Children have always been treasured. In several Alaska Native cultures children received names according to clan lineage. So, like royalty, they received their name, title, and rank only when the person who currently holds it dies. Then there will be months of grieving and preparation for a memorial banquet, at the end of which the child who will inherit the name of the departed Elder will be brought forward and given the name they were born to have. Yup’ik children received the name of a recently deceased Elder and acquired that person’s widow as a wife, that person’s children as children, and that person’s grandchildren as grandchildren, for they called the infant “my husband,” “our dad,” or “grandpa” if he (or she) had that beloved departed person’s name.
A village is a network of lifelong relationships. No people are more tightly bound to each other as are Alaska Native people in their home villages. They know and love each other, their land, and all the plants and animals that make it a living place. No people are more tightly bound to the land than are traditional Native people.
Years ago I was privileged to experience this deeper relationship to the land in a village which was cut off from the outside world for months at a time, with the exception of the occasional arrival of a small plane carrying mail, a traveler, or the public health nurse. There were no stores, and little dependence on the outside world for food. I learned that subsistence was not just an economic necessity, but a way of life, a special relationship to the land. I was taken on hunting and fishing trips and watched the men speak with reverence as they harvested, skinned, gutted and prepared the meat of their prey with care, accepting the food as a gift to sustain life. I learned to hunt and fish, and to cut, split, and dry wood to keep my family warm during the long winter. I was honored to share this special part of village life. Then my family moved to Juneau. To get food for my family, I went to a store. To heat the house, I turned up the thermostat. And I felt incomplete, as though something was missing. I longed to provide for my family with the efforts of my hands and to once again experience this close relationship to the land.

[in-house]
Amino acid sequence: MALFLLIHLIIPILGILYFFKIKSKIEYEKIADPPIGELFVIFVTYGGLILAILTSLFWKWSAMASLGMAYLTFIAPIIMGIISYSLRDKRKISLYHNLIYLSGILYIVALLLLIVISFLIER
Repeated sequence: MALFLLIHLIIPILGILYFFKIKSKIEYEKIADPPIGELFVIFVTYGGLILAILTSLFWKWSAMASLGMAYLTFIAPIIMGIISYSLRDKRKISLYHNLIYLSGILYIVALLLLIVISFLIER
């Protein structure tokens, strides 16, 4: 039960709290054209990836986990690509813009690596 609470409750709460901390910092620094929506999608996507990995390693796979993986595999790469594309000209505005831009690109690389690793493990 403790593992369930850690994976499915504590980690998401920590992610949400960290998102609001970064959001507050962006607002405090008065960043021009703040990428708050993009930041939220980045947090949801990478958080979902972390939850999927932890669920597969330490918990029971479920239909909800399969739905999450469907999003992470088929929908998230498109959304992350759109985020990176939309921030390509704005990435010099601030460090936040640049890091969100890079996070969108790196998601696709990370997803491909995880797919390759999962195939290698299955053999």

City folks seldom experience this cultural universe, but anyone who has lived in “the Bush” knows what I’m trying to convey. Yes, there are problems, issues, conflicts, and tragedies in rural Alaska. But before we focus on the problems, we need to emphasize that the village is the soul of Alaska. Whether urban Alaskans realize it or not, Alaska Native people are unique and precious. We have 10,000 years of wisdom contained in each of our 20 indigenous languages. We do whatever we can to protect endangered animal species, to prevent any threatened fish, bird or mammal from going extinct, but we spend little or no time or energy trying to preserve or enhance the human cultures whose knowledge and wisdom offer us unimaginable riches.
I invite all our readers to take the time to become familiar with this amazing legacy and join in the effort to sustain and enhance it for future generations. Our Native cultures help us all to become more fully Human. Traditional Alaska Native Elders challenge us to become more perfectly the Real People we were born to be.